Standing up for wildlife
By Tor Lawrence Chief Executive
and Henri Brocklebank Director of Conservation, Policy and Evidence
We welcomed the opportunity at the South Downs National Park Planning Committee today, to make the case for wildlife in this significant and complex application regarding the sea defences at the Coastguard Cottages. The planning process is a democratic process and Sussex Wildlife Trust’s primary role is to champion nature. Our coast supports rare and precious marine wildlife and as a nature conservation charity, we have considered this application solely from a wildlife/ecological perspective.
The proposed works would be within the Seaford to Beachy Head Site of Special Scientific Interest (SSSI), which is designated for its biological and geological/geomorphological interest, and the Beachy Head West Marine Conservation Zone (MCZ) which is noted as one of the best examples of chalk reef habitat in the south east. One of the main reasons for MCZ designation was the extensive intertidal wave cut chalk platforms and subtidal chalk ridges. Chalk reef is a fragile and unusual marine habitat which supports abundant wildlife, including threatened species such as blue mussel beds and native oysters. The site also contains rare short-snouted seahorses.
The chalk reef will be impacted directly through these works, by being covered with a concrete apron at the foot of the existing hard defence. In front of that, steel sheeting will be piled directly into the intertidal chalk. This will result in a direct loss of 84 and 204m2 of intertidal chalk. This will have unknown impacts to the animal and plant/algal communities that are supported by this habitat.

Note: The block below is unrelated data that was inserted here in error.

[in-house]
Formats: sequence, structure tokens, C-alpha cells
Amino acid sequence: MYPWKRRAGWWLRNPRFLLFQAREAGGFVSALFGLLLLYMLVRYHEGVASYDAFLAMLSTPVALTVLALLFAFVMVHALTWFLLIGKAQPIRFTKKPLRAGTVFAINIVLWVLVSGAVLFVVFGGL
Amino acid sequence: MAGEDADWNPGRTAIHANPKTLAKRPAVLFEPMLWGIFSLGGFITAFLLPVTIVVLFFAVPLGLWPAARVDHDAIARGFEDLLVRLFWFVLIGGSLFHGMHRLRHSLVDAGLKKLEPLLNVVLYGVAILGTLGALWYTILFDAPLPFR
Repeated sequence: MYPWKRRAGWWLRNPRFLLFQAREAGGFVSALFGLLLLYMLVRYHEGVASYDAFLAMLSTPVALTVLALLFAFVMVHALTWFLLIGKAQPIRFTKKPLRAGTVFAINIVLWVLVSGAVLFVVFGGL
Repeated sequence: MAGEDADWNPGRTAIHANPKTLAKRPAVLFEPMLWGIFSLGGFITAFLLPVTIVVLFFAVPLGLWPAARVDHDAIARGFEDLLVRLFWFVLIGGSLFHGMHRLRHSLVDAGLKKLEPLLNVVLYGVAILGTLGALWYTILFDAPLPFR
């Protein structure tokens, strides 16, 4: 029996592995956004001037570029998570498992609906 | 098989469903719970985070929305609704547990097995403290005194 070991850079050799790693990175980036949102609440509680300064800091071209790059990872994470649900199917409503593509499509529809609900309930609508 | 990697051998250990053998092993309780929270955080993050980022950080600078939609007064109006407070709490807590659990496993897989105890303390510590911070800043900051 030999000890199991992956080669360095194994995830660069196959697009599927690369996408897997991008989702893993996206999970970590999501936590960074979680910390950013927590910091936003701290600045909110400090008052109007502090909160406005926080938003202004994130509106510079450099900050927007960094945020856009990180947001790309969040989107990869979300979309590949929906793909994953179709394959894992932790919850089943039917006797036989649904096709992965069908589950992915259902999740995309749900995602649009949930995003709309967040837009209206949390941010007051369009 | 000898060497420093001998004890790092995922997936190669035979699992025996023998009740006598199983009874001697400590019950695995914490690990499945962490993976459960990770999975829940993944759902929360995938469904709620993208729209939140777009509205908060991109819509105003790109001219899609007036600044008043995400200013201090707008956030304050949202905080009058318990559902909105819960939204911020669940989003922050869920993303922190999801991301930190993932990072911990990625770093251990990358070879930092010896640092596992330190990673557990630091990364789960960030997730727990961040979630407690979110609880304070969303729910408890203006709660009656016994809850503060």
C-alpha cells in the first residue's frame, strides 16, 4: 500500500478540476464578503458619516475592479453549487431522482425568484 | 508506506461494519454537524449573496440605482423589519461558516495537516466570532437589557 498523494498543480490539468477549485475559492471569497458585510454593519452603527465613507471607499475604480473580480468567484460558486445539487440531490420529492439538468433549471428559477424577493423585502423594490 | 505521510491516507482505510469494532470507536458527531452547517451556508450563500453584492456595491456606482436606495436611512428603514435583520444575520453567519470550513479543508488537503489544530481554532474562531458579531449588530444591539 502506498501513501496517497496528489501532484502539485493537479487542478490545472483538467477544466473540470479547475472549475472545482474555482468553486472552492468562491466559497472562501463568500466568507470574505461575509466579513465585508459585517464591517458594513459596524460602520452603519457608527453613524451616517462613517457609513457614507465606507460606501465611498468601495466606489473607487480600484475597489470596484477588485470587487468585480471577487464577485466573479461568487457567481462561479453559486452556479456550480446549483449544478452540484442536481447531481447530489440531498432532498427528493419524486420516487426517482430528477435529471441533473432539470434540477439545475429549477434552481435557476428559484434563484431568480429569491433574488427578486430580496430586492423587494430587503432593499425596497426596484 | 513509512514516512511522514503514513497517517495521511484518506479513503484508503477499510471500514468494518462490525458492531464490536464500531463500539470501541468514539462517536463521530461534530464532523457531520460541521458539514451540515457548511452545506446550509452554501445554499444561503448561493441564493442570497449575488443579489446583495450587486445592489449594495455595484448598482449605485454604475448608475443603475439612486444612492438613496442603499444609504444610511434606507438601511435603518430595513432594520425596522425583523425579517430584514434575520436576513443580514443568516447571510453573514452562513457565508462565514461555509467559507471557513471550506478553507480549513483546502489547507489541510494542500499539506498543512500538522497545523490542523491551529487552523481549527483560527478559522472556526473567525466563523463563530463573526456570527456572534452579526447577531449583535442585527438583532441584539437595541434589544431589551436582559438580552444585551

This is a nationally protected area, highly designated for its ecological importance. The proposed works will damage and destroy rare and irreplaceable chalk reef habitat. Such a loss, within a designated site that exists to protect the natural environment, is unacceptable from a wildlife perspective. The South Downs National Park’s own policies, as well as national planning policies do not support this type of impact.
At a time of ecological crisis, we look to our public bodies to restore nature and not perpetuate the permitted loss that has contributed to the UK’s depleted wildlife at land and at sea. Passionate representations were made by members of the planning committee on the need to make difficult decisions, brought about by the climate and ecological emergencies, but the overall decision in this case was to replace the defences.